Share Your Guggenheim Helsinki Proposals with ArchDaily!

With 1,715 entries submitted, the Guggenheim Helsinki Competition has become the most popular architectural competition in history. Only six proposals have made it through to the final round, however we believe there is something to be learned from the hundreds of proposals that didn’t make the cut. Therefore, if you participated in the Guggenheim Helsinki Competition and would like ArchDaily’s team of architects and editors to review your proposal for publication, we ask you to submit your proposal here (under “Submit an event, competition, award, news”) by Wednesday, December 10. All proposals submitted after this deadline will not be considered. Take a look after the break for the required format for submitting project materials.

University of Los Andes Public Space and Integrated Care Center / Daniel Bonilla Arquitectos

© Rodrigo Dávila

Architects: Daniel Bonilla Arquitectos
Location: , Bogota, Colombia
Design Team: Eduardo Varela, María Paula Gonzales Bozzi, Alexander Roa, Nicolás Mujica
General Management: Daniel Bonilla
Project Area: 1560.0 m2
Project Year: 2014
Photographs: Rodrigo Dávila

Designs Unveiled for Foster + Partners’ “Health Education Campus” in Cleveland

© , Courtesy of Case Western Reserve University

Foster + Partners has submitted plans for a new “Health Education Campus” in , Ohio. The 485,000-square-foot quadrangle building is designed to foster collaboration between the students of Case Western Reserve University and the Clinic on the medical campus’ existing 11-acre parcel at East 93rd Street between Euclid and Chester Avenues.

Itacolomi 445 / gruposp

© Nelson Kon

Architects: gruposp
Location: Rua Itacolomi – Higienópolis, , Brasil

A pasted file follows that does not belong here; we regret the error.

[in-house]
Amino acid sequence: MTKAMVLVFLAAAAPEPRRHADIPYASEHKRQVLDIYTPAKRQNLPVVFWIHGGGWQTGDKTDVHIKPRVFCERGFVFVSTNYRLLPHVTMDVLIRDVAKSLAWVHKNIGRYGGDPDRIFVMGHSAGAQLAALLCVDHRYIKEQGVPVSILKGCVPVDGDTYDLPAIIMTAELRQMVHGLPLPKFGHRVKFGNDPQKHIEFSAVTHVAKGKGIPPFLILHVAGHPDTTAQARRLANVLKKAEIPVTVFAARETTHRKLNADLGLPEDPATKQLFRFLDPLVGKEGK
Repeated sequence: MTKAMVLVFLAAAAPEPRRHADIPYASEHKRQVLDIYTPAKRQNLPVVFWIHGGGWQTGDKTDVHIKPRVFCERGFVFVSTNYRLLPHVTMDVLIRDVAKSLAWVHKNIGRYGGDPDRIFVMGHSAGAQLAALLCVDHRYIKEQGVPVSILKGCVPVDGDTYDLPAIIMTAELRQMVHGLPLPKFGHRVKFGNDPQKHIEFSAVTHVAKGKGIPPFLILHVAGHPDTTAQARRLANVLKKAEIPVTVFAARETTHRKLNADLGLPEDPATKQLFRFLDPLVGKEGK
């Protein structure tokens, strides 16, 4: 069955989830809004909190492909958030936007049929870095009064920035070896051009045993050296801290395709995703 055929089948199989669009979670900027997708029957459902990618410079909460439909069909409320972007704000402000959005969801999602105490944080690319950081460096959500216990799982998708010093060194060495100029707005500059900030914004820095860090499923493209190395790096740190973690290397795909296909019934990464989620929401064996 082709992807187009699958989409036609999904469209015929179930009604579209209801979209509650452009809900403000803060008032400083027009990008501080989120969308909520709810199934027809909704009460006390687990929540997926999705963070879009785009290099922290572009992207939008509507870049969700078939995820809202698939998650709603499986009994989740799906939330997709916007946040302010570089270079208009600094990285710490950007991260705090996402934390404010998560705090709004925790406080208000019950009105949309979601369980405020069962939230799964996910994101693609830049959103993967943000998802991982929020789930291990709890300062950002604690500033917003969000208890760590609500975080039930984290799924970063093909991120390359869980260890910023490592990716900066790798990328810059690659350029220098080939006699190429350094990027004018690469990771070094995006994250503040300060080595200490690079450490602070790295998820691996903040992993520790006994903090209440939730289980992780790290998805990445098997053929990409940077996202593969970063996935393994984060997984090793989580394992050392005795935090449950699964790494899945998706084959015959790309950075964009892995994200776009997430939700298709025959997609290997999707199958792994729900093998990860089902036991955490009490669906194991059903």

Project Architects: Álvaro Puntoni, João Sodré, Jonathan Davies, André Nunes
Collaborators: Fabricius Mastroantonio, Julia Caio, Alexandre Mendes
Project Area: 3500.0 m2
Project Year: 2014
Photographs: Nelson Kon

Material Masters: Glass is More with Mies van der Rohe

To celebrate the first anniversary of our US Materials Catalog, this week ArchDaily is presenting a three-part series on “Material Masters,” showing how certain have helped to inspire some of the world’s greatest architects.

Mies van der Rohe, famous for his saying “less is more,” was one of the preeminent modernist architects, well known for pioneering the extensive use of glass in buildings. His works introduced a new level of simplicity and transparency, and his buildings were often referred to as “skin-and-bones” architecture for their emphasis on steel structure and glass enclosure. In addition to , glass was a major influence for many architects of the modernist movement and reshaped the way we think about and define space. Today, glass has become one of the most used building materials, but its early architectural expression is perhaps best exemplified in the works of Mies.

AD Interviews: Kunlé Adeyemi / NLÉ